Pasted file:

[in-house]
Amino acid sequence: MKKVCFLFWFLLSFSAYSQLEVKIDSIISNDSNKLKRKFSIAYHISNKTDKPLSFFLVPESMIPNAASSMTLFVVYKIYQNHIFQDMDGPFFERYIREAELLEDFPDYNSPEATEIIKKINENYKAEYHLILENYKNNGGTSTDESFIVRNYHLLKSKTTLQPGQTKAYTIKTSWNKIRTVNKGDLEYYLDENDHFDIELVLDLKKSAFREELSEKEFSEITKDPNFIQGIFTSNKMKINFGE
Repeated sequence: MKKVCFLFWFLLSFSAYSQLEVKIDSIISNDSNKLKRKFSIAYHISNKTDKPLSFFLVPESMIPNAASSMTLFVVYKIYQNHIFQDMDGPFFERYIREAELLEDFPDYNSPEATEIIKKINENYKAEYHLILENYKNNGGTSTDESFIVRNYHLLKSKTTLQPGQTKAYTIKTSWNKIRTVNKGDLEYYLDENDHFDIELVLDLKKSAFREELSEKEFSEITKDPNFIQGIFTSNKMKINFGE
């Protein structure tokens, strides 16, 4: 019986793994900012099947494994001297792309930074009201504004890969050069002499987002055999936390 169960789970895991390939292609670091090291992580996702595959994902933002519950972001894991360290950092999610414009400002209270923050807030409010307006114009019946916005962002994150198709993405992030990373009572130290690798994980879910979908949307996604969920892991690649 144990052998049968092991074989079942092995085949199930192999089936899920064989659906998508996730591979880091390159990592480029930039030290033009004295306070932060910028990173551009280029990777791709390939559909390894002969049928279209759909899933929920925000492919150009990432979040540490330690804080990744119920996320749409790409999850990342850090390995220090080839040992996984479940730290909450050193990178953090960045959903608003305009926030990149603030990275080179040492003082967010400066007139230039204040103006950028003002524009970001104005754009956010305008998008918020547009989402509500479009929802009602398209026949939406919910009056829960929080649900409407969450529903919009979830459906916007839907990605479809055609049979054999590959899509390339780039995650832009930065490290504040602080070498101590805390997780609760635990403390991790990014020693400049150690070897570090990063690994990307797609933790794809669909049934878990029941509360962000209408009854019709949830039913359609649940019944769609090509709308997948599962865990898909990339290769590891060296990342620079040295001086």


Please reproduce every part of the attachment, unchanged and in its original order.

[in-house]
Amino acid sequence: MKKVCFLFWFLLSFSAYSQLEVKIDSIISNDSNKLKRKFSIAYHISNKTDKPLSFFLVPESMIPNAASSMTLFVVYKIYQNHIFQDMDGPFFERYIREAELLEDFPDYNSPEATEIIKKINENYKAEYHLILENYKNNGGTSTDESFIVRNYHLLKSKTTLQPGQTKAYTIKTSWNKIRTVNKGDLEYYLDENDHFDIELVLDLKKSAFREELSEKEFSEITKDPNFIQGIFTSNKMKINFGE
Repeated sequence: MKKVCFLFWFLLSFSAYSQLEVKIDSIISNDSNKLKRKFSIAYHISNKTDKPLSFFLVPESMIPNAASSMTLFVVYKIYQNHIFQDMDGPFFERYIREAELLEDFPDYNSPEATEIIKKINENYKAEYHLILENYKNNGGTSTDESFIVRNYHLLKSKTTLQPGQTKAYTIKTSWNKIRTVNKGDLEYYLDENDHFDIELVLDLKKSAFREELSEKEFSEITKDPNFIQGIFTSNKMKINFGE
């Protein structure tokens, strides 16, 4: 019986793994900012099947494994001297792309930074009201504004890969050069002499987002055999936390 169960789970895991390939292609670091090291992580996702595959994902933002519950972001894991360290950092999610414009400002209270923050807030409010307006114009019946916005962002994150198709993405992030990373009572130290690798994980879910979908949307996604969920892991690649 144990052998049968092991074989079942092995085949199930192999089936899920064989659906998508996730591979880091390159990592480029930039030290033009004295306070932060910028990173551009280029990777791709390939559909390894002969049928279209759909899933929920925000492919150009990432979040540490330690804080990744119920996320749409790409999850990342850090390995220090080839040992996984479940730290909450050193990178953090960045959903608003305009926030990149603030990275080179040492003082967010400066007139230039204040103006950028003002524009970001104005754009956010305008998008918020547009989402509500479009929802009602398209026949939406919910009056829960929080649900409407969450529903919009979830459906916007839907990605479809055609049979054999590959899509390339780039995650832009930065490290504040602080070498101590805390997780609760635990403390991790990014020693400049150690070897570090990063690994990307797609933790794809669909049934878990029941509360962000209408009854019709949830039913359609649940019944769609090509709308997948599962865990898909990339290769590891060296990342620079040295001086």